At the beginning of World War I, the predominate view was that the war would be over soon, even as early as Christmas. And perhaps it would have if events had gone differently. (This post is a companion piece to Melina Druga’s WWI Trilogy, Angel of Mercy, Those Left Behind and Adjustment Year, available wherever eBooks are sold.)
In the autumn of 1914, the Allies had won the First Battle of the Marne, saving Paris from falling to the Germans, but Belgium was still occupied. The Allies were confident, however, that they could reach the German border in three months.
German and French Defenses
Unknown to the Allies, the Germans were fortifying their defenses near the Aisne River. The Allies discovered the fortifications only after they reached the Aisne. They attacked and managed to cross the river, but were unable to remove the Germans from the high ground. The Germans counterattacked, but that, too, was unsuccessful. Both sides dug trenches.
In the city of Reims, the French were under attack by the Germans, but held their ground.
Neither side was interested in stalemate or, worse, defeat. There weren’t many troops north of the Aisne, so both sides decided the best way to achieve victory was to outflank the other. The English Channel was seen as a prize of strategic importance.
Race to the Sea
The Allies and Germans began moving troops to extend their lines. The Race to the Sea was on.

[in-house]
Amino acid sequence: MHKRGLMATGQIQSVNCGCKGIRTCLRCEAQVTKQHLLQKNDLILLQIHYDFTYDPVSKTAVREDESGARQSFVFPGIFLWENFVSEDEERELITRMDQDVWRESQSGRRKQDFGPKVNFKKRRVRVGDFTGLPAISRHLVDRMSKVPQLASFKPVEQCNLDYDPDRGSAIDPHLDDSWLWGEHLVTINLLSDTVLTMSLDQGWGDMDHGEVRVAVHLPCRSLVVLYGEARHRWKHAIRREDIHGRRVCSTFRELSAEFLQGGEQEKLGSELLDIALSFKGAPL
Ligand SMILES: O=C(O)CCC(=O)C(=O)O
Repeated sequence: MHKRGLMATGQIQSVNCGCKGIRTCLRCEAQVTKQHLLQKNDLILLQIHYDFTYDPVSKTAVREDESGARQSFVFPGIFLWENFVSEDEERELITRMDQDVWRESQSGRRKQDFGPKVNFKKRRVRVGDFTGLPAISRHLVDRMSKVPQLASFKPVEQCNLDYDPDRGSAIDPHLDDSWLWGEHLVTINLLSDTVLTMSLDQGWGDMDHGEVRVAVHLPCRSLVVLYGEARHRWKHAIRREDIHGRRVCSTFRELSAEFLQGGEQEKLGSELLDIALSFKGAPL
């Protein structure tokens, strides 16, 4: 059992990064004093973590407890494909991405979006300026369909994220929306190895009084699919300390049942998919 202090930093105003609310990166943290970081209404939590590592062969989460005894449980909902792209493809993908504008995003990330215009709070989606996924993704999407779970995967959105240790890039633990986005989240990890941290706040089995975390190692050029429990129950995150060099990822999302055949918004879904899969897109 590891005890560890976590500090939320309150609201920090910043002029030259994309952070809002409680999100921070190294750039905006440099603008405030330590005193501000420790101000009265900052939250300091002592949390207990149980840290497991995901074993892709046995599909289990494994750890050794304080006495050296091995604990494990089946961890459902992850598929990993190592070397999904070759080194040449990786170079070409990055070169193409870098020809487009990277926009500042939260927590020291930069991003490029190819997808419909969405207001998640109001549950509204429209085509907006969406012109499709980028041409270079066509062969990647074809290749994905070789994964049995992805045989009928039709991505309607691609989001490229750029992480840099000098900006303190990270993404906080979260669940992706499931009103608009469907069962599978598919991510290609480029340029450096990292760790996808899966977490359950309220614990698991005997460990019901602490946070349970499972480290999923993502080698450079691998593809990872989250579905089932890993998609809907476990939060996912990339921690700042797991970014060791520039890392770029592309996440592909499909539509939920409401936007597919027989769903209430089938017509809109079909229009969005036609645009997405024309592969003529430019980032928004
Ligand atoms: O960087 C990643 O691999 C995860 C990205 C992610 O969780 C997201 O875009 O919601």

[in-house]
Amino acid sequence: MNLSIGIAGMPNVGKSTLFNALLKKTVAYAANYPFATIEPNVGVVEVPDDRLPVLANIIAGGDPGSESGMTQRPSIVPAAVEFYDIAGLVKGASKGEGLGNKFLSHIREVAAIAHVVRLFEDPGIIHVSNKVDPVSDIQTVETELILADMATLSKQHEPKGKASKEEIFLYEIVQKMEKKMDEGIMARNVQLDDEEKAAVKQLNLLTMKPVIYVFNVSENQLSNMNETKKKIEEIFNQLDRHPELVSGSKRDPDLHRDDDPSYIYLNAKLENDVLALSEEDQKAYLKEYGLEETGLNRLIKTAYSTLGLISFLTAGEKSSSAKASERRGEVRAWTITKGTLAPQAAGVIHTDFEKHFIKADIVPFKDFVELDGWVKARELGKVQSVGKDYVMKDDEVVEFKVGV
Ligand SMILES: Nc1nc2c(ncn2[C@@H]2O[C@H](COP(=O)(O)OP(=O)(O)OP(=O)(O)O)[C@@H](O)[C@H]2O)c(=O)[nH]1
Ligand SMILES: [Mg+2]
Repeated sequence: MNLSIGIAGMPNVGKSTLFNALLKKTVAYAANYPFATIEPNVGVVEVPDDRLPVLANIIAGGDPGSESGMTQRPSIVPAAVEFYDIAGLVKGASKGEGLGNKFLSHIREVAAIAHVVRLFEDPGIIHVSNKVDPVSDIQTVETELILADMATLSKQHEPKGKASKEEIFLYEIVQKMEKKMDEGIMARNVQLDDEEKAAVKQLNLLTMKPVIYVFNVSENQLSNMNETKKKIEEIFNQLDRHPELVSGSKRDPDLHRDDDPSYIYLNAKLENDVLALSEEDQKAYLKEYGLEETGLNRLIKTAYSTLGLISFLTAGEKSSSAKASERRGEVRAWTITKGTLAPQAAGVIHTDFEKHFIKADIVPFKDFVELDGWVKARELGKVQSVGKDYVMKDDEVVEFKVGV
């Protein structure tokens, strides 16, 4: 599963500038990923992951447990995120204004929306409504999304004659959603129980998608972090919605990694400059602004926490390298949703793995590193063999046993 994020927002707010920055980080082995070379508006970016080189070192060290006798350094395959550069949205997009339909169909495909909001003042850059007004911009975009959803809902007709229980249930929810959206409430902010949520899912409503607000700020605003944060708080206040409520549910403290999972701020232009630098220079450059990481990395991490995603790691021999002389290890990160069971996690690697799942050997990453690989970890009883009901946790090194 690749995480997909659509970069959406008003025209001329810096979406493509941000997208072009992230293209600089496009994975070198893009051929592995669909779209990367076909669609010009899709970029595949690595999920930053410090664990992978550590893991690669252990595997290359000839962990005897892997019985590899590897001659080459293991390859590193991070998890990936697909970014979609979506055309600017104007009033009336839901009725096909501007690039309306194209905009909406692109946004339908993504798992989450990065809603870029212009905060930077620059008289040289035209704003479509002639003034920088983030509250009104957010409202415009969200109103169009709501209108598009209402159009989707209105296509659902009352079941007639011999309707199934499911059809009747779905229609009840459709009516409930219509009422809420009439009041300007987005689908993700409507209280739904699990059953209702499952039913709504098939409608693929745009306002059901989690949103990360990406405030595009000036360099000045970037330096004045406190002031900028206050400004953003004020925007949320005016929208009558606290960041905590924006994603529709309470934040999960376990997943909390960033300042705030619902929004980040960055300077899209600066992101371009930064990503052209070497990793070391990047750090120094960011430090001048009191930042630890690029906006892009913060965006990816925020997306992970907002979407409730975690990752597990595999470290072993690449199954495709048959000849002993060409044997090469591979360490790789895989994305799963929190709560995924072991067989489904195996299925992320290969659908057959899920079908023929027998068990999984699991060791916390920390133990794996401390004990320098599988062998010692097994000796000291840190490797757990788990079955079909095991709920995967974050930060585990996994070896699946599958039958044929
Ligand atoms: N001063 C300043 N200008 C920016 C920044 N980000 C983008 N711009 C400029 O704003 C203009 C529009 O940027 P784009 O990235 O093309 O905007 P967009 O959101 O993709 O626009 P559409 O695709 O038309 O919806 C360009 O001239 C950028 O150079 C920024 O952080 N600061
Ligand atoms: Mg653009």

The Germans clashed with British and French forces. In Belgium, troops fought to keep Antwerp free, but the city was forced to surrender to the Germans.
The Germans often clashed with colonial troops. Indians, for example, had only been in Europe for six weeks when they were thrown into battle.
Between mid-September and mid-October, several battles — including the Battle of Picardy, the First Battle of Arras and the Battle of Messines — were fought as the armies clashed over territory. In each instance, trenches were dug as soldiers prepared for the long haul.
As the armies reached the North Sea, there failed to be a victor, so they tried to outflank each other to the south.
Trench warfare had begun. Eventually trenches would extend 440 miles from the North Sea to Switzerland.
By Christmas, the death toll would be 240,000 Germans killed and 360,000 Belgians, British and French.
Updated: 23 October 2020